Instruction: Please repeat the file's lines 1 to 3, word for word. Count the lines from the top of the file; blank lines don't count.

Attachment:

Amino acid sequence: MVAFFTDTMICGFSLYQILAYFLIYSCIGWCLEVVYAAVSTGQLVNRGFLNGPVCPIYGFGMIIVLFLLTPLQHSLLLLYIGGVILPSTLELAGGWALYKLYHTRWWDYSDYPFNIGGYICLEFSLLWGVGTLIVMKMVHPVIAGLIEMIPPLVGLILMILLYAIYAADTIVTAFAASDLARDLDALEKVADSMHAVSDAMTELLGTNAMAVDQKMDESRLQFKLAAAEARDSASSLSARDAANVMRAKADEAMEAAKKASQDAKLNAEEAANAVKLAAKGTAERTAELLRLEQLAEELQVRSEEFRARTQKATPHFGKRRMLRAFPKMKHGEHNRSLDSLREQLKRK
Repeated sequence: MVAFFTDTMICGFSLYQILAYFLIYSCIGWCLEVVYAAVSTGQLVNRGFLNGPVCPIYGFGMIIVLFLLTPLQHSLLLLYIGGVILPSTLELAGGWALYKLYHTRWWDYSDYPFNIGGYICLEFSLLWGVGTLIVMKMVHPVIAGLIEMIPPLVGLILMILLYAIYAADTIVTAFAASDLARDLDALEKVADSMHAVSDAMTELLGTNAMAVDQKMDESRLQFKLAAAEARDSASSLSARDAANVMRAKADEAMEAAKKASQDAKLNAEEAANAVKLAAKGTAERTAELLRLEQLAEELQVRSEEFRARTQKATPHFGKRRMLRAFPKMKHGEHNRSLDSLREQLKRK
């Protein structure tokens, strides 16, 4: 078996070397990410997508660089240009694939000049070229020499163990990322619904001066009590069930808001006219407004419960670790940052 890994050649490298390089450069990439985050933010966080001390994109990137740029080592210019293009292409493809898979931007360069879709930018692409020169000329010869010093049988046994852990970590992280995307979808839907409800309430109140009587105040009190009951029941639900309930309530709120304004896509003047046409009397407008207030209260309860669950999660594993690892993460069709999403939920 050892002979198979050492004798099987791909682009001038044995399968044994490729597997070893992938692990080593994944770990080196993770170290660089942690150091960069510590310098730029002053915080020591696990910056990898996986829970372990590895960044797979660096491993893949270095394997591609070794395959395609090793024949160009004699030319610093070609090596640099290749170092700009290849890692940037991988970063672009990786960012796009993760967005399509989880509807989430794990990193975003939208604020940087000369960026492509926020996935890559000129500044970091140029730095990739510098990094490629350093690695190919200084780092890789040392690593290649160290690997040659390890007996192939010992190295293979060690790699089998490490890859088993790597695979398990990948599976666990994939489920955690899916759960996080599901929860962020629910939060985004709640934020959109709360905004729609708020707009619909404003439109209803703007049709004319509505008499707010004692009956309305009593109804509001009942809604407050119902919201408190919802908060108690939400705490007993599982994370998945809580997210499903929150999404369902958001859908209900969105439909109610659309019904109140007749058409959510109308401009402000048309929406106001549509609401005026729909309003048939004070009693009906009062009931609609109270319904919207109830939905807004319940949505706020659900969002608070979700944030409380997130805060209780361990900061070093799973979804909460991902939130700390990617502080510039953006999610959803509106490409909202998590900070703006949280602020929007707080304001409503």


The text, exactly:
Amino acid sequence: MVAFFTDTMICGFSLYQILAYFLIYSCIGWCLEVVYAAVSTGQLVNRGFLNGPVCPIYGFGMIIVLFLLTPLQHSLLLLYIGGVILPSTLELAGGWALYKLYHTRWWDYSDYPFNIGGYICLEFSLLWGVGTLIVMKMVHPVIAGLIEMIPPLVGLILMILLYAIYAADTIVTAFAASDLARDLDALEKVADSMHAVSDAMTELLGTNAMAVDQKMDESRLQFKLAAAEARDSASSLSARDAANVMRAKADEAMEAAKKASQDAKLNAEEAANAVKLAAKGTAERTAELLRLEQLAEELQVRSEEFRARTQKATPHFGKRRMLRAFPKMKHGEHNRSLDSLREQLKRK
Repeated sequence: MVAFFTDTMICGFSLYQILAYFLIYSCIGWCLEVVYAAVSTGQLVNRGFLNGPVCPIYGFGMIIVLFLLTPLQHSLLLLYIGGVILPSTLELAGGWALYKLYHTRWWDYSDYPFNIGGYICLEFSLLWGVGTLIVMKMVHPVIAGLIEMIPPLVGLILMILLYAIYAADTIVTAFAASDLARDLDALEKVADSMHAVSDAMTELLGTNAMAVDQKMDESRLQFKLAAAEARDSASSLSARDAANVMRAKADEAMEAAKKASQDAKLNAEEAANAVKLAAKGTAERTAELLRLEQLAEELQVRSEEFRARTQKATPHFGKRRMLRAFPKMKHGEHNRSLDSLREQLKRK
């Protein structure tokens, strides 16, 4: 078996070397990410997508660089240009694939000049070229020499163990990322619904001066009590069930808001006219407004419960670790940052 890994050649490298390089450069990439985050933010966080001390994109990137740029080592210019293009292409493809898979931007360069879709930018692409020169000329010869010093049988046994852990970590992280995307979808839907409800309430109140009587105040009190009951029941639900309930309530709120304004896509003047046409009397407008207030209260309860669950999660594993690892993460069709999403939920 050892002979198979050492004798099987791909682009001038044995399968044994490729597997070893992938692990080593994944770990080196993770170290660089942690150091960069510590310098730029002053915080020591696990910056990898996986829970372990590895960044797979660096491993893949270095394997591609070794395959395609090793024949160009004699030319610093070609090596640099290749170092700009290849890692940037991988970063672009990786960012796009993760967005399509989880509807989430794990990193975003939208604020940087000369960026492509926020996935890559000129500044970091140029730095990739510098990094490629350093690695190919200084780092890789040392690593290649160290690997040659390890007996192939010992190295293979060690790699089998490490890859088993790597695979398990990948599976666990994939489920955690899916759960996080599901929860962020629910939060985004709640934020959109709360905004729609708020707009619909404003439109209803703007049709004319509505008499707010004692009956309305009593109804509001009942809604407050119902919201408190919802908060108690939400705490007993599982994370998945809580997210499903929150999404369902958001859908209900969105439909109610659309019904109140007749058409959510109308401009402000048309929406106001549509609401005026729909309003048939004070009693009906009062009931609609109270319904919207109830939905807004319940949505706020659900969002608070979700944030409380997130805060209780361990900061070093799973979804909460991902939130700390990617502080510039953006999610959803509106490409909202998590900070703006949280602020929007707080304001409503």